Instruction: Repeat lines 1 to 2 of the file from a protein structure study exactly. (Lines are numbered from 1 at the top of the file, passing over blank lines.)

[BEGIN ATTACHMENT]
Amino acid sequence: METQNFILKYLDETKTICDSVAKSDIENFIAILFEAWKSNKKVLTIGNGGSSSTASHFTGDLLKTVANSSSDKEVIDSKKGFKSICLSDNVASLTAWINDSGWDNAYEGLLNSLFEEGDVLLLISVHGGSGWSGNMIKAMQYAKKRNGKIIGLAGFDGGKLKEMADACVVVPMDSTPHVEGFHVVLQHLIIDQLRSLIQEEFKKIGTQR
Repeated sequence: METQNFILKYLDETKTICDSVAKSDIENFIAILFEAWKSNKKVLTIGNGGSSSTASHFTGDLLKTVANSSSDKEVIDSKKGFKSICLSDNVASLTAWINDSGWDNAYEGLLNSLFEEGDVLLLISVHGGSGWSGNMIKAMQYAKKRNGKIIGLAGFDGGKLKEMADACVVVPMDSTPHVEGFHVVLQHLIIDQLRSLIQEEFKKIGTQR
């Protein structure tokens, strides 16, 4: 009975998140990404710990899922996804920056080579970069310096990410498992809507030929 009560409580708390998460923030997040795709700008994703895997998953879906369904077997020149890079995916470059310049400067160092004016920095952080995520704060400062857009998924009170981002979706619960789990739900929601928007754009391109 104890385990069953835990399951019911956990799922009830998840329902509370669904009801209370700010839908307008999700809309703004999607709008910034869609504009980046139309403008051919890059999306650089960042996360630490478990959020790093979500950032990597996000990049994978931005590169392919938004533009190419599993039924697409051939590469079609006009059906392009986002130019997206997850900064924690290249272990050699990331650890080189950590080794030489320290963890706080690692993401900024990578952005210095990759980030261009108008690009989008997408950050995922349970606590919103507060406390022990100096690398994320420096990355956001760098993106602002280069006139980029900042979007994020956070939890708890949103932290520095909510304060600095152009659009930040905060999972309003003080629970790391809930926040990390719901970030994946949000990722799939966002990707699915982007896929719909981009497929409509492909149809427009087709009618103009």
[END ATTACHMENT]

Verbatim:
Amino acid sequence: METQNFILKYLDETKTICDSVAKSDIENFIAILFEAWKSNKKVLTIGNGGSSSTASHFTGDLLKTVANSSSDKEVIDSKKGFKSICLSDNVASLTAWINDSGWDNAYEGLLNSLFEEGDVLLLISVHGGSGWSGNMIKAMQYAKKRNGKIIGLAGFDGGKLKEMADACVVVPMDSTPHVEGFHVVLQHLIIDQLRSLIQEEFKKIGTQR
Repeated sequence: METQNFILKYLDETKTICDSVAKSDIENFIAILFEAWKSNKKVLTIGNGGSSSTASHFTGDLLKTVANSSSDKEVIDSKKGFKSICLSDNVASLTAWINDSGWDNAYEGLLNSLFEEGDVLLLISVHGGSGWSGNMIKAMQYAKKRNGKIIGLAGFDGGKLKEMADACVVVPMDSTPHVEGFHVVLQHLIIDQLRSLIQEEFKKIGTQR